Beekeepers are now ‘farmers’ in Washington state

PULLMAN, Wash. – A new law that defines Washington’s commercial beekeepers as farmers will enable the state to better reap the benefits of healthy bee populations while boosting a critical profession, according to a bee expert at Washington State University.

“Beekeepers’ work is similar in concept to managing tiny livestock,” said Steve Sheppard, chair of WSU’s Department of Entomology who works closely with the region’s beekeepers. “More than that, it’s integral to agriculture, not only for the honey that gets produced but for the pollinating of crops.”

WSU bee expert Steve Sheppard
WSU bee expert Steve Sheppard

In Washington, those crops include everything from apples, cherries and pears to canola and mint, according to the state’s agriculture department.

Tax breaks enable crucial service

“We don’t want our beekeepers going extinct because they can’t afford to stay in business,” said Sheppard, adding that the nation has been facing a dwindling supply of beekeepers in the past decade because of a mysterious honey bee die-off called colony collapse disorder.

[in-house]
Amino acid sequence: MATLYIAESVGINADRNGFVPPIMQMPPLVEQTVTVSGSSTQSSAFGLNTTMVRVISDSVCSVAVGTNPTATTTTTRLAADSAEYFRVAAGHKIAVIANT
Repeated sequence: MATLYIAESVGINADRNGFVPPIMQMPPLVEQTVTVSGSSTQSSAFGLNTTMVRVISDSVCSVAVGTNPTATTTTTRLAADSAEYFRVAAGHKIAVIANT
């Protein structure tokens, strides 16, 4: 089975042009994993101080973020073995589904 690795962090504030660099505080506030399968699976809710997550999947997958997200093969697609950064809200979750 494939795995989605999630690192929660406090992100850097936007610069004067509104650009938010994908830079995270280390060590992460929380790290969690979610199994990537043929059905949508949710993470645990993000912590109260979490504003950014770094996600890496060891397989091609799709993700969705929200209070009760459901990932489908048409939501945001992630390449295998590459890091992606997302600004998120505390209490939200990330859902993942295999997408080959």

Without enough beekeepers, crop production could decline and force consumers to pay more money for food, he said: “It only makes sense that they can get tax breaks the same as other agricultural producers do.”

Senate Bill 6057, signed by Gov. Jay Inslee this month, grants large-scale beekeepers tax breaks on earnings made from providing pollination services and from selling products such as honey and beeswax. They’ll also be exempt from paying sales taxes on production expenses such as bee feed and parasite treatments.

This doesn’t mean a backyard beekeeper with one hive can benefit from the exemptions. To qualify as an “eligible farmer,” beekeepers must register their hives with the state’s agriculture department and have gross sales of $10,000 during a year for bee-produced products or bee pollination services.

Lessens the sting

One of the largest beekeeping operations in the Northwest is run by Eric Olson of Yakima, Wash. He and his wife, Sue, manage millions of bees, trucking them to fields in Washington, Oregon and California to pollinate crops.

“Finally, we’re not being clumped together as service providers like doctors and lawyers,” said Olson, who lobbied for the legislation sponsored by Sen. Jim Honeyford of Sunnyside, Wash.

“Beekeepers have been taking big financial hits from bee die-offs and these tax breaks will lessen the sting, so to speak,” Olson said. “I’ve been doing this work since the 1970s. When I say this is a big win for Washington beekeepers, believe me, I know.”

Watch Eric Olson talk about his business and the importance of bee research to agriculture.

Learn more about WSU’s 250 bee colonies.